The story centers around TJ after his mother has died as he and his dad attempt to get their life back to normal. TJ is a bad luck kid who is not only depressed, but bullied. Hesher, an anarchist, bullies his way into TJ's life and shows up at improbable times, almost as an imaginary alter ego. The writer attempts to shock the audience with the audacity of Hesher's acts as well as his crudeness, which I thought didn't work as well...especially the idiotic scene where he is talking about granny rapers, or his "perverted metaphor." The inability of the author to create audacity without constant crudeness shows a weakness.

The actors did an excellent job. There were many scenes you sit and ask yourself, in a good way, "What just happened here?" Or "What the heck is he doing now?" Life as usual falls to its least common denominator as the grief stricken family starts to imitate the anarchist ways, which seem to lack consequences in this film. Parts of the film were excellently done, while other scenes were weak. I suppose the ending of the film was supposed to make us feel good about the whole thing, but it doesn't compensate enough. Personally I think that if they toned down the crudeness of Hesher and put in Zack Garifalakis in that role the movie could have been a box office smash.

Normally I love these indie style quirky comedies, perhaps I have seen too many of them to enjoy this one to its fullest. And what the heck was Natalie Portman doing in this film?

Excessive F-bomb use, crudeness.
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3 of 4 people found the following review helpful
4.0 out of 5 stars The main character does not carry the title: it is DJ, August 25, 2012
This review is from: Hesher (DVD)
An excellent boy film, film about a boy at the sorrow and sad age of twelve or something, when the boy is confronted with real life, that is to say mourning and a boy that age does not know how to deal with mourning. Death maybe, but mourning no. Death is simple. It comes and it is finished. You stay behind and the real thing is starting: mourning.

Imagine an accident and you lose a parent and the car. You can mourn the parent or you can just accept the death of that parent and mourn the car. Mourning is a form of love that attaches you to an object or a person that no longer lives or exists. So mourning for a child of twelve is dramatic because he does not see beyond the present and because mourning is for him eternal.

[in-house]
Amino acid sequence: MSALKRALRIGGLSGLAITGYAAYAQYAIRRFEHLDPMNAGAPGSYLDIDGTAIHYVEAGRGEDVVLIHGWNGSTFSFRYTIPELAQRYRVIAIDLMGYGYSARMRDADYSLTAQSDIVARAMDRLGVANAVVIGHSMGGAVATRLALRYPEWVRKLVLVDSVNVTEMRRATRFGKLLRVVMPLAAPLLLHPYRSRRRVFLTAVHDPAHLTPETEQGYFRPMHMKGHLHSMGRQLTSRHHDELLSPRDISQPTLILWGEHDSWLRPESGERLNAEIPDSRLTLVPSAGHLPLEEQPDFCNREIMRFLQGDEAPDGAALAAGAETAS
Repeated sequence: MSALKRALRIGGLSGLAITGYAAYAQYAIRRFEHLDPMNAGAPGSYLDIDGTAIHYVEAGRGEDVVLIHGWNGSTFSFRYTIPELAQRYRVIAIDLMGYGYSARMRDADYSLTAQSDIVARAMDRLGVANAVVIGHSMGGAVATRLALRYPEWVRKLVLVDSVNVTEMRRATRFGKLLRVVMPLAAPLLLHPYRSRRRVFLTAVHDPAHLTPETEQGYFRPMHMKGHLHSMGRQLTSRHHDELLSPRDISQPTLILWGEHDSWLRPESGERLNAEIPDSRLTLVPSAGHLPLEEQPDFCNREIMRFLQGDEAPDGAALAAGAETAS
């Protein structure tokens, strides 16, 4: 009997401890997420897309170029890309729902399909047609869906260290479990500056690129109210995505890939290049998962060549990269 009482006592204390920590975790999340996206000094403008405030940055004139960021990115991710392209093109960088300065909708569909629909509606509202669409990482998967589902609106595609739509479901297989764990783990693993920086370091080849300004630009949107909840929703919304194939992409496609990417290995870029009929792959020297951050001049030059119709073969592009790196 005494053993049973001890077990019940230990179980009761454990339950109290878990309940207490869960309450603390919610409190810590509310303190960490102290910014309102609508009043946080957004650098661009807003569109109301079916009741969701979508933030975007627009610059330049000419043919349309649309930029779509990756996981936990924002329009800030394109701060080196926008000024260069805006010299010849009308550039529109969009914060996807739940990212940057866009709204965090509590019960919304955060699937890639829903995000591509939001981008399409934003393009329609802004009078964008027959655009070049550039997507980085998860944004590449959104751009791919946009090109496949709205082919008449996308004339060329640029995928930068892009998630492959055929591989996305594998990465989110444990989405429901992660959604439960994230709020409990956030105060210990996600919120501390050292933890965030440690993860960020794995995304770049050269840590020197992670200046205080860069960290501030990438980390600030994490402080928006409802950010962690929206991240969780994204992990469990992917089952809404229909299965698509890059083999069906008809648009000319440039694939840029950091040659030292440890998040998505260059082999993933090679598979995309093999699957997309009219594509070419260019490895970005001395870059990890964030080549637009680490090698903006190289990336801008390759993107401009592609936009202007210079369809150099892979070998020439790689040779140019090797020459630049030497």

He can get attached to a stranger who is going to create havoc around him, that's Hesher, or to a nice young woman who is going to become the substitute of the dead mother, and all the time he is going to be attached to the car in which the mother died, him in the back and his father at the wheel. He does not know what he is doing of course, but he has become a fetishist of the car. And that is sad.

And one day another dramatic event will happen and that will bring the crazy friend around and that will bring the world upside down and that will bring the world back onto its feet because it was standing its feet in the air before. And mourning will be finished and closure will be reached and life can start existing again, but unluckily the friend who created that havoc will have disappeared though he will present you with the cadaver of the car on your doorstep.

And you can keep that cadaver for ever and ever in your front garden or your back yard, next to your swimming pool if you have one or behind your cherry tree if there is one in your back garden.

That's why this film is interesting because it tells you how a boy of 12 years of age or so will find closure for the dramatic event that has sent his mind right upside down under his knees and next to his soles. There is a tremendous empathy in the anger it expresses, I don't mean tell, just your empathy of anger you get out of the story, if you have ever experienced such a loss at such an early age. If you haven't you will never ever be able to really get any event to closure because it will always be foreclosed before it happens, since foreclosure is always before the term of some said period of time.

Dr Jacques COULARDEAU
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10 of 14 people found the following review helpful
3.0 out of 5 stars Mediocre film elevated by stellar performances., September 13, 2011
This review is from: Hesher [Blu-ray] (Blu-ray)